Chicago Wolf Hunt (1-13-1834)

Today the Chicago Wolves are a hockey team.  But once there were real wolves in Chicago.

In 1834 Charles Fenno Hoffman was a young New York writer, traveling through the wilds of the Midwest in search of adventure.  On this date he was staying at the Fort Dearborn garrison in the new little town of Chicago.  Hoffman’s hosts invited him along on a wolf hunt.

Charles Fenno Hoffman

Charles Fenno Hoffman

A gray wolf had been sighted on the river bank the day before.  In this place in those times, hunting wolves was more than sport.  Wolves attacked livestock.  Sometimes they attacked humans.

Ten men set off on horseback for the hunt, accompanied by a pack of dogs.  They arrived at the place where the wolf had been seen, and split into two groups.  Half the party moved north on the frozen river.  The rest fanned out over the open prairie.

Hoffman was in the group on the river.  After a few miles journey, with no success, they clambered up the bank onto land.  They soon came upon a wolf.

The animal was smart.  Instead of running away, he raced through the hunters’ ranks, scampered across the river, and disappeared on the other side.

 It would do no good to chase that wolf.  So the men pressed on overland, through deepening snowdrifts.  The cold sun moved with them, the shadows lengthened.  Suddenly, they heard the faint sound of barking hounds.  And then Hoffman saw what was happening–the other band of hunters was chasing three wolves toward them.
One of the wolves ran toward Hoffman and his mount.  A greyhound from the hunting pack shot forward and knocked over the wolf.  A second dog leaped onto the wolf, sinking his teeth into the wolf’s flank.  Then came a third dog, then a fourth.

The wolf was overmatched.  Hoffman jumped off his horse, shooed away the dogs, and ended the wolf’s suffering.  The hunt was over.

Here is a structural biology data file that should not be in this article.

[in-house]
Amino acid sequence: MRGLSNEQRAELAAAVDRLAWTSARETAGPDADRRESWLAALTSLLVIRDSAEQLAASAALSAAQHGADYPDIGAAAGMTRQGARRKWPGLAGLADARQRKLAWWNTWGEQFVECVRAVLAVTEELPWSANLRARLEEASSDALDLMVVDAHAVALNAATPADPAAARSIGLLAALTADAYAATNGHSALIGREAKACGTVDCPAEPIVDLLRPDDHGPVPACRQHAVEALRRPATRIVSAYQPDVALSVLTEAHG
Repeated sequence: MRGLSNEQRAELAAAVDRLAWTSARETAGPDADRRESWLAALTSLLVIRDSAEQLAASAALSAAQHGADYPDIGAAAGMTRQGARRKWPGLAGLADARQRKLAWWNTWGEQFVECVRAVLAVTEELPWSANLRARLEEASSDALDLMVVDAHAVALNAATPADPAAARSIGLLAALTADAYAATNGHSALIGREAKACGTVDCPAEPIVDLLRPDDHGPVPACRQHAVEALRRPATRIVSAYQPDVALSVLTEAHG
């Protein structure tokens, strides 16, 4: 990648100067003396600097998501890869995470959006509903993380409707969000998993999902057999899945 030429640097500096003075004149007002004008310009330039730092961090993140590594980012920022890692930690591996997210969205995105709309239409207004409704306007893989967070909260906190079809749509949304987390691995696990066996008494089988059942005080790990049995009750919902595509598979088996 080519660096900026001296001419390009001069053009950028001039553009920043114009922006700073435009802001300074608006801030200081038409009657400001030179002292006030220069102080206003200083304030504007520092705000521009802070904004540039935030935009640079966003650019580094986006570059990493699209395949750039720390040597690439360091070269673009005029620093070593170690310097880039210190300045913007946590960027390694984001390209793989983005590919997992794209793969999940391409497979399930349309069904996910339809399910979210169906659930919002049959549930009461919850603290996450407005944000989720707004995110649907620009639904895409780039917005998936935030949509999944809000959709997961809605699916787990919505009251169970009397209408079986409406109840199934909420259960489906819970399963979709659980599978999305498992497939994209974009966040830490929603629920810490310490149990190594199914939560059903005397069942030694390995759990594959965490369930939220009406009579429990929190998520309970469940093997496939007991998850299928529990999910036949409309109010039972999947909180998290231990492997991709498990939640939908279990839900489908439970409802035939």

Hoffman moved on from Chicago, getting as far west as St. Louis before he turned back toward civilization.  The next year he published an account of his travels in a best-selling book, A Winter in the Far West. Other literary successes followed.

Then, in 1849, he suffered a nervous breakdown.  Charles Fenno Hoffman spent the last 35 years of his life in asylums, dying in 1884.

—30—

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4 Responses to “Chicago Wolf Hunt (1-13-1834)”


  1. 1 Garry January 13, 2014 at 6:28 am

    Sorry John, but I’ve read elsewhere there aren’t any documented cases of wolves hunting humans in North America.
    It appears to be an urban legend, brought over from Europe.

    • 2 J.R. Schmidt January 13, 2014 at 8:24 am

      Garry– You may be right. But Hoffman thought it was true in the 1830s, so call it a “prairie legend.”
      –JRS

  2. 3 Ralph January 14, 2014 at 7:08 pm

    A while back on my way to work down Devon Ave. I would see a couple of wolves crossing the street in Caldwell Woods. Nice looking animals but I wouldn’t stop for a picture.

    • 4 J.R. Schmidt January 14, 2014 at 10:49 pm

      Ralph– I sometimes play golf at Caldwell. Now I may be able to add wolves to my list of “animals I’ve seen on golf courses.”


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